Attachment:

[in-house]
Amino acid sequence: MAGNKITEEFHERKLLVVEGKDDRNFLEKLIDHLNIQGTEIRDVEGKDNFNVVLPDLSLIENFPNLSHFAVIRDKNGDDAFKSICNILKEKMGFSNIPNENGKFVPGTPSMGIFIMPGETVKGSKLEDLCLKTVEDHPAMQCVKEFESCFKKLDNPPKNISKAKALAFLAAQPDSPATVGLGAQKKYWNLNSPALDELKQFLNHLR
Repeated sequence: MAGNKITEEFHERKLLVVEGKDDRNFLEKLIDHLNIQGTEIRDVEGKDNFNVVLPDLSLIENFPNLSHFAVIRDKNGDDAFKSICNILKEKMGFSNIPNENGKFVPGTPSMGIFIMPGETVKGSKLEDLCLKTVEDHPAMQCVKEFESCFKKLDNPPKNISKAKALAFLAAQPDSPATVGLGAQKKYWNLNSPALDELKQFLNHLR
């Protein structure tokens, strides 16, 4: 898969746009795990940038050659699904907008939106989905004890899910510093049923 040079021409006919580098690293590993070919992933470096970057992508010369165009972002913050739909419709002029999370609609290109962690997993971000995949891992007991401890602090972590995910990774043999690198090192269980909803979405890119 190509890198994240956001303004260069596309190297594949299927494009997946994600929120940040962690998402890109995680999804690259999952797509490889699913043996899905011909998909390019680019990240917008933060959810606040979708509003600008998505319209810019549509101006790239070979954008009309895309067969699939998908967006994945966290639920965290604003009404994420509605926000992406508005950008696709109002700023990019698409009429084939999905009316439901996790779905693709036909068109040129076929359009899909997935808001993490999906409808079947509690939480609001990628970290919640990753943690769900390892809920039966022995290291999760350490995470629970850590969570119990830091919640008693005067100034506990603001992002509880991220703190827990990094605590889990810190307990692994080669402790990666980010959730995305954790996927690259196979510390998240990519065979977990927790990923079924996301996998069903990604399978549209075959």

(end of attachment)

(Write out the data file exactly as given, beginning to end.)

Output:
[in-house]
Amino acid sequence: MAGNKITEEFHERKLLVVEGKDDRNFLEKLIDHLNIQGTEIRDVEGKDNFNVVLPDLSLIENFPNLSHFAVIRDKNGDDAFKSICNILKEKMGFSNIPNENGKFVPGTPSMGIFIMPGETVKGSKLEDLCLKTVEDHPAMQCVKEFESCFKKLDNPPKNISKAKALAFLAAQPDSPATVGLGAQKKYWNLNSPALDELKQFLNHLR
Repeated sequence: MAGNKITEEFHERKLLVVEGKDDRNFLEKLIDHLNIQGTEIRDVEGKDNFNVVLPDLSLIENFPNLSHFAVIRDKNGDDAFKSICNILKEKMGFSNIPNENGKFVPGTPSMGIFIMPGETVKGSKLEDLCLKTVEDHPAMQCVKEFESCFKKLDNPPKNISKAKALAFLAAQPDSPATVGLGAQKKYWNLNSPALDELKQFLNHLR
């Protein structure tokens, strides 16, 4: 898969746009795990940038050659699904907008939106989905004890899910510093049923 040079021409006919580098690293590993070919992933470096970057992508010369165009972002913050739909419709002029999370609609290109962690997993971000995949891992007991401890602090972590995910990774043999690198090192269980909803979405890119 190509890198994240956001303004260069596309190297594949299927494009997946994600929120940040962690998402890109995680999804690259999952797509490889699913043996899905011909998909390019680019990240917008933060959810606040979708509003600008998505319209810019549509101006790239070979954008009309895309067969699939998908967006994945966290639920965290604003009404994420509605926000992406508005950008696709109002700023990019698409009429084939999905009316439901996790779905693709036909068109040129076929359009899909997935808001993490999906409808079947509690939480609001990628970290919640990753943690769900390892809920039966022995290291999760350490995470629970850590969570119990830091919640008693005067100034506990603001992002509880991220703190827990990094605590889990810190307990692994080669402790990666980010959730995305954790996927690259196979510390998240990519065979977990927790990923079924996301996998069903990604399978549209075959």